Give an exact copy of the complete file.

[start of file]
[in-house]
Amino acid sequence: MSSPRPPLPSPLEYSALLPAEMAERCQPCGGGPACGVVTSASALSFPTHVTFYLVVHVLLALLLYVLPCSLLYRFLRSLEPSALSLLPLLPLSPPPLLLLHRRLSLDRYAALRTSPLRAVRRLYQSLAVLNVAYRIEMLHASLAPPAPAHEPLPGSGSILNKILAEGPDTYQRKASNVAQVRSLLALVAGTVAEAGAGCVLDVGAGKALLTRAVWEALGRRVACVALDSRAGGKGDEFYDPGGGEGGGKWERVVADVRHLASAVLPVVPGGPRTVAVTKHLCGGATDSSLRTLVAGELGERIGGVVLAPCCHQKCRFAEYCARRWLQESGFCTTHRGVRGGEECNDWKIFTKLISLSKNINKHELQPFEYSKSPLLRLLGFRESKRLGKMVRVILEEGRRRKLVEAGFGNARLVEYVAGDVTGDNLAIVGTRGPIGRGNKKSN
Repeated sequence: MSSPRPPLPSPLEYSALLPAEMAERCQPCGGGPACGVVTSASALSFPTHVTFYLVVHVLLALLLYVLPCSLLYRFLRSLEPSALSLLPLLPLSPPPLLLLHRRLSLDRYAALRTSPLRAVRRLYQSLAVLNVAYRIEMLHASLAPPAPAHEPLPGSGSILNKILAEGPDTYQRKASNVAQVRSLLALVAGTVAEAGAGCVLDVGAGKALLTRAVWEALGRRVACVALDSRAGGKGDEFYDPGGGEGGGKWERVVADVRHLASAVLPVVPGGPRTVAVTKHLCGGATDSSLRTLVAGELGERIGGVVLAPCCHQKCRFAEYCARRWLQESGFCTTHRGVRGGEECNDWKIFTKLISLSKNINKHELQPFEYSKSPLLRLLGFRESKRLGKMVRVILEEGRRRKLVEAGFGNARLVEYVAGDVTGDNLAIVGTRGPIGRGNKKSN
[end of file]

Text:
[in-house]
Amino acid sequence: MSSPRPPLPSPLEYSALLPAEMAERCQPCGGGPACGVVTSASALSFPTHVTFYLVVHVLLALLLYVLPCSLLYRFLRSLEPSALSLLPLLPLSPPPLLLLHRRLSLDRYAALRTSPLRAVRRLYQSLAVLNVAYRIEMLHASLAPPAPAHEPLPGSGSILNKILAEGPDTYQRKASNVAQVRSLLALVAGTVAEAGAGCVLDVGAGKALLTRAVWEALGRRVACVALDSRAGGKGDEFYDPGGGEGGGKWERVVADVRHLASAVLPVVPGGPRTVAVTKHLCGGATDSSLRTLVAGELGERIGGVVLAPCCHQKCRFAEYCARRWLQESGFCTTHRGVRGGEECNDWKIFTKLISLSKNINKHELQPFEYSKSPLLRLLGFRESKRLGKMVRVILEEGRRRKLVEAGFGNARLVEYVAGDVTGDNLAIVGTRGPIGRGNKKSN
Repeated sequence: MSSPRPPLPSPLEYSALLPAEMAERCQPCGGGPACGVVTSASALSFPTHVTFYLVVHVLLALLLYVLPCSLLYRFLRSLEPSALSLLPLLPLSPPPLLLLHRRLSLDRYAALRTSPLRAVRRLYQSLAVLNVAYRIEMLHASLAPPAPAHEPLPGSGSILNKILAEGPDTYQRKASNVAQVRSLLALVAGTVAEAGAGCVLDVGAGKALLTRAVWEALGRRVACVALDSRAGGKGDEFYDPGGGEGGGKWERVVADVRHLASAVLPVVPGGPRTVAVTKHLCGGATDSSLRTLVAGELGERIGGVVLAPCCHQKCRFAEYCARRWLQESGFCTTHRGVRGGEECNDWKIFTKLISLSKNINKHELQPFEYSKSPLLRLLGFRESKRLGKMVRVILEEGRRRKLVEAGFGNARLVEYVAGDVTGDNLAIVGTRGPIGRGNKKSN